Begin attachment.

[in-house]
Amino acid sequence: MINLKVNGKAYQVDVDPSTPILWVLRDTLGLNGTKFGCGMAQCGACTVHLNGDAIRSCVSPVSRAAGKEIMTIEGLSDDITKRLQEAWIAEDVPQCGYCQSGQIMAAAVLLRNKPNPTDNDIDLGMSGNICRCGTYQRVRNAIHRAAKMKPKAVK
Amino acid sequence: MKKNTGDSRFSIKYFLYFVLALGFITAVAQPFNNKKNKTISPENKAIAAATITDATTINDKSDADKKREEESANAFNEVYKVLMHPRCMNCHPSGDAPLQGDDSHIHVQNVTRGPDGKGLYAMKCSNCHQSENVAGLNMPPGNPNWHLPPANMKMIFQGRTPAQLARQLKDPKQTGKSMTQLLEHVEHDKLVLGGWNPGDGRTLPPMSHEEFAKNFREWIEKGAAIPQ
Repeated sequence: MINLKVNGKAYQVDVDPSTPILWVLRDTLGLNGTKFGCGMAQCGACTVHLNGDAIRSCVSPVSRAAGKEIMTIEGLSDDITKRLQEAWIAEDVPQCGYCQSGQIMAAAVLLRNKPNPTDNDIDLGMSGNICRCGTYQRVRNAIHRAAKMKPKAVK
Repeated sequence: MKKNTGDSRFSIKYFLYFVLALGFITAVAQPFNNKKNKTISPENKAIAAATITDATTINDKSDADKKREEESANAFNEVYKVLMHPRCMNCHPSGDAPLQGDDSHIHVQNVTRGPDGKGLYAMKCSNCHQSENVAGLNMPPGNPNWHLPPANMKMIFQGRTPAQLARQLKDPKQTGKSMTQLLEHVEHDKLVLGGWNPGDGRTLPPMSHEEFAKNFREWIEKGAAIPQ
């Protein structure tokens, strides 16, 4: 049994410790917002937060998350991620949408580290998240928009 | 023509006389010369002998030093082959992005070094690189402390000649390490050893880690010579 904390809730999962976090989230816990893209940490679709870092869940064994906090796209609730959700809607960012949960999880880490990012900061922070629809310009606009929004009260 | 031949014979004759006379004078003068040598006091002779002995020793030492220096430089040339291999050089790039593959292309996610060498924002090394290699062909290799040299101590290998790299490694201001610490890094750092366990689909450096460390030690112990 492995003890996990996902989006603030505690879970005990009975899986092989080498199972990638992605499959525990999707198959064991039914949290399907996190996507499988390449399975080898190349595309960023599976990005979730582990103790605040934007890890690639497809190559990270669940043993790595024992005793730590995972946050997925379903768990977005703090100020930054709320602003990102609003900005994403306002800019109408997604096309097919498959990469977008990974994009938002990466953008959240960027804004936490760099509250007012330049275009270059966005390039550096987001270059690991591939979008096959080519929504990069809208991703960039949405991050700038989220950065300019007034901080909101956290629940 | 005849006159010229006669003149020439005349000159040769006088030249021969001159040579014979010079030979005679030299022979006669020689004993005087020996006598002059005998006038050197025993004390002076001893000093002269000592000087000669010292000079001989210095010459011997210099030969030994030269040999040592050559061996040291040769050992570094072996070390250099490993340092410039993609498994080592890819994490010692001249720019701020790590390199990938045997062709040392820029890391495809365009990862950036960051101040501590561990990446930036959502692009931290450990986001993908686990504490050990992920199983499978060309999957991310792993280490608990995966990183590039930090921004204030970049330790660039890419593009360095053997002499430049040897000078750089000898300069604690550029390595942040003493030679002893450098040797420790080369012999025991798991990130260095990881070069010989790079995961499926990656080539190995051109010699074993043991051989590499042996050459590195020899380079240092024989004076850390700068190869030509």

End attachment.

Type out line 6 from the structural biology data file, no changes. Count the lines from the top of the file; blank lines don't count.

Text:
């Protein structure tokens, strides 16, 4: 049994410790917002937060998350991620949408580290998240928009 | 023509006389010369002998030093082959992005070094690189402390000649390490050893880690010579 904390809730999962976090989230816990893209940490679709870092869940064994906090796209609730959700809607960012949960999880880490990012900061922070629809310009606009929004009260 | 031949014979004759006379004078003068040598006091002779002995020793030492220096430089040339291999050089790039593959292309996610060498924002090394290699062909290799040299101590290998790299490694201001610490890094750092366990689909450096460390030690112990 492995003890996990996902989006603030505690879970005990009975899986092989080498199972990638992605499959525990999707198959064991039914949290399907996190996507499988390449399975080898190349595309960023599976990005979730582990103790605040934007890890690639497809190559990270669940043993790595024992005793730590995972946050997925379903768990977005703090100020930054709320602003990102609003900005994403306002800019109408997604096309097919498959990469977008990974994009938002990466953008959240960027804004936490760099509250007012330049275009270059966005390039550096987001270059690991591939979008096959080519929504990069809208991703960039949405991050700038989220950065300019007034901080909101956290629940 | 005849006159010229006669003149020439005349000159040769006088030249021969001159040579014979010079030979005679030299022979006669020689004993005087020996006598002059005998006038050197025993004390002076001893000093002269000592000087000669010292000079001989210095010459011997210099030969030994030269040999040592050559061996040291040769050992570094072996070390250099490993340092410039993609498994080592890819994490010692001249720019701020790590390199990938045997062709040392820029890391495809365009990862950036960051101040501590561990990446930036959502692009931290450990986001993908686990504490050990992920199983499978060309999957991310792993280490608990995966990183590039930090921004204030970049330790660039890419593009360095053997002499430049040897000078750089000898300069604690550029390595942040003493030679002893450098040797420790080369012999025991798991990130260095990881070069010989790079995961499926990656080539190995051109010699074993043991051989590499042996050459590195020899380079240092024989004076850390700068190869030509």